who really writes. Talent
is an invention like phlogiston
after the fact of fire.
Work is its own cure. You have to
like it better than being loved.

Country of Cherry Blossoms

Town of Evening Calm,
Country of Cherry Blossom
by
Fumiyo Kouno

My connection to politics is often found through literature, maybe more precisely: the graphic novel. In the wake of the earthquake and tsunami that hit Japan, I at first fell prey to what I believe is a very American ideology: that this is happening elsewhere. Not because it is happening elsewhere (it is), but because the immediate human connection and understanding of the catastrophe is lost in what becomes business as usual, and because Americans don’t always do their best to portray what is actually lost, or what might possibly be needed. I don’t think I am the only one, but it is also difficult for me to separate the tragedy that occurred in Japan this week from what happened in Hiroshima and Nagasaki in 1945.

When the rise of international disaster and human need extends its way to the west, and video footage documents homes that have been swept away by flooding, I find myself searching for a way to help.

I looked at the American Red Cross’ website and wondered if five or ten dollars is worth it, or if there might be a better way to fund a school, a hospital, a town. I am considering donating blood, too, but I also wonder if there is a more direct way to support.

For me, specificity is important. It allows me to connect. While browsing Women & Children First Bookstore in Chicago, I came across a graphic novel called Town of Evening Calm, Country of Cherry Blossoms by Japanese writer and artist, Fumiyo Kouno. I read it last evening as the wind rustled through my apartment and as the days approach what will soon become spring. The manga in this graphic novel is astounding, and the voices resonate with those of Art Spiegelman and Marjane Satrapi. When I purchased the book from the independent bookstore, I wondered if this was my way of contributing to Japan, by supporting a woman who – more so than national and international news media has been able – achieves by placing her readers on the shores of a fishing village outside of Hiroshima, with a family and a history that is traceable. This is literature at its most visceral, at its most crucial, and at its best. In the Japanese-English translation, the book is also read from right to left.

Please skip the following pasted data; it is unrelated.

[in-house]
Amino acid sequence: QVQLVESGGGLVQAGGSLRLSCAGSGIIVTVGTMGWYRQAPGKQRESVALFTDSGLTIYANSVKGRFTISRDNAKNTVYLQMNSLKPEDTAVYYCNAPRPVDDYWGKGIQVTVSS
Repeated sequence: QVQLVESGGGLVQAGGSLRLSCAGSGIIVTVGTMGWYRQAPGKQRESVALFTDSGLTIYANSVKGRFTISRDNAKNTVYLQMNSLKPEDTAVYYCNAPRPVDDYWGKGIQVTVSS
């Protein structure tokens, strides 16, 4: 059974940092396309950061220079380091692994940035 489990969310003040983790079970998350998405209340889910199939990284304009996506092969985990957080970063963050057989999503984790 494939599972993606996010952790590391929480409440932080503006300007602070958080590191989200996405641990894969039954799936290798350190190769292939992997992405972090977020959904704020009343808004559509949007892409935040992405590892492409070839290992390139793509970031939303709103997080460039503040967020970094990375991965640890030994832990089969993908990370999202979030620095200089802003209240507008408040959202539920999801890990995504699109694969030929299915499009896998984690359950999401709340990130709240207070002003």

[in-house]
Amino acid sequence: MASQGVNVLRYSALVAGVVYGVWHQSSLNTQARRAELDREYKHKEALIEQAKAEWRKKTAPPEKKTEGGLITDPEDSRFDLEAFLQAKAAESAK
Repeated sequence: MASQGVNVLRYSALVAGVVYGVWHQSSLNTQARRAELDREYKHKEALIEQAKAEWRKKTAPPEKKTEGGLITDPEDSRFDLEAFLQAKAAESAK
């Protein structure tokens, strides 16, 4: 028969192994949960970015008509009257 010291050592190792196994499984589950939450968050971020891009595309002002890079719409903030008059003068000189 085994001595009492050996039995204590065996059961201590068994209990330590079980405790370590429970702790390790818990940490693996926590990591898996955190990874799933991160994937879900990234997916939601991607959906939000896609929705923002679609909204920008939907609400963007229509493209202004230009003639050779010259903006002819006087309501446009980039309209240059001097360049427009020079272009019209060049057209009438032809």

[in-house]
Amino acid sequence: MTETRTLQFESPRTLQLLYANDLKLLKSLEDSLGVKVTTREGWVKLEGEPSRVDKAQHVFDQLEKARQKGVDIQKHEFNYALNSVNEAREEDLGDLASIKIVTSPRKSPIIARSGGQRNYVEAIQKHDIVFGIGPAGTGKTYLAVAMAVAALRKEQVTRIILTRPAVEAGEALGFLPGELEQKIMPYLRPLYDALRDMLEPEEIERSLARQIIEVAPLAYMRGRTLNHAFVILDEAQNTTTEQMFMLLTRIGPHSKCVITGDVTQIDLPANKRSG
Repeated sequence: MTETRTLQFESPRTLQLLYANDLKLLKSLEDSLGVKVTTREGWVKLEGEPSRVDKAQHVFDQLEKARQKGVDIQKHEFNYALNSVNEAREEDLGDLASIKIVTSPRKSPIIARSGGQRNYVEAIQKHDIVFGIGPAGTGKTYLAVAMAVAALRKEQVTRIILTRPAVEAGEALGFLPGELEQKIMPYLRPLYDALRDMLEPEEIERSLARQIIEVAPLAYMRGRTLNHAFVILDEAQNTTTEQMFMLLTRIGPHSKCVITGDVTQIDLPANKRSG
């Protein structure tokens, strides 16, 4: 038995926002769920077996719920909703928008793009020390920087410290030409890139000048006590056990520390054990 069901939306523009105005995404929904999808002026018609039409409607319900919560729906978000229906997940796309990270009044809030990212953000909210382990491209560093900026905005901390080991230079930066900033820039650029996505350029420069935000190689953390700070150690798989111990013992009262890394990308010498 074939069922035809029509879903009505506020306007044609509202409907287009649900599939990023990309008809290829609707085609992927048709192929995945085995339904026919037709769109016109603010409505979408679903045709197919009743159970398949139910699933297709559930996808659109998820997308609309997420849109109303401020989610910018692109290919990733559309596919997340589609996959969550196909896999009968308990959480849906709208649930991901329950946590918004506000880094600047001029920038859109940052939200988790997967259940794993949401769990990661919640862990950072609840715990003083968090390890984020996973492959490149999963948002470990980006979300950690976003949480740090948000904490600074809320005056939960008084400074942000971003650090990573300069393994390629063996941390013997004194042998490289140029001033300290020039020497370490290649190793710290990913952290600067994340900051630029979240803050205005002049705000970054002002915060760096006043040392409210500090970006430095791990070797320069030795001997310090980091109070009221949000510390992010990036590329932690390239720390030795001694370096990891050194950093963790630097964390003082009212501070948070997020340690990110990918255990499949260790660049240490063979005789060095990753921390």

Maybe more so than the political connectedness this graphic novel allows, it is also not without its sense of humor, which pairs well with a traditional bent of what becomes the hope of resilience in the graphic novel and in good fiction. I can, and will, take myself to the American Red Cross and donate blood this week, and maybe I will donate five dollars to Doctors Without Borders / Médecins Sans Frontières, because I like them.

Mostly, I want to do something. I want to do something that will bring food to where it is needed and medical attention to where it is due. I want to buy more books by Japanese artists and writers because I understand, then.

I want Japan to know that it is not forgotten. I want the world to be bigger than that.

Here are some good resources that might help posit that need:

“To all the people who love this 
world—in which lies Japan in 
which lies Hiroshima.” 
Fumiyo Kouno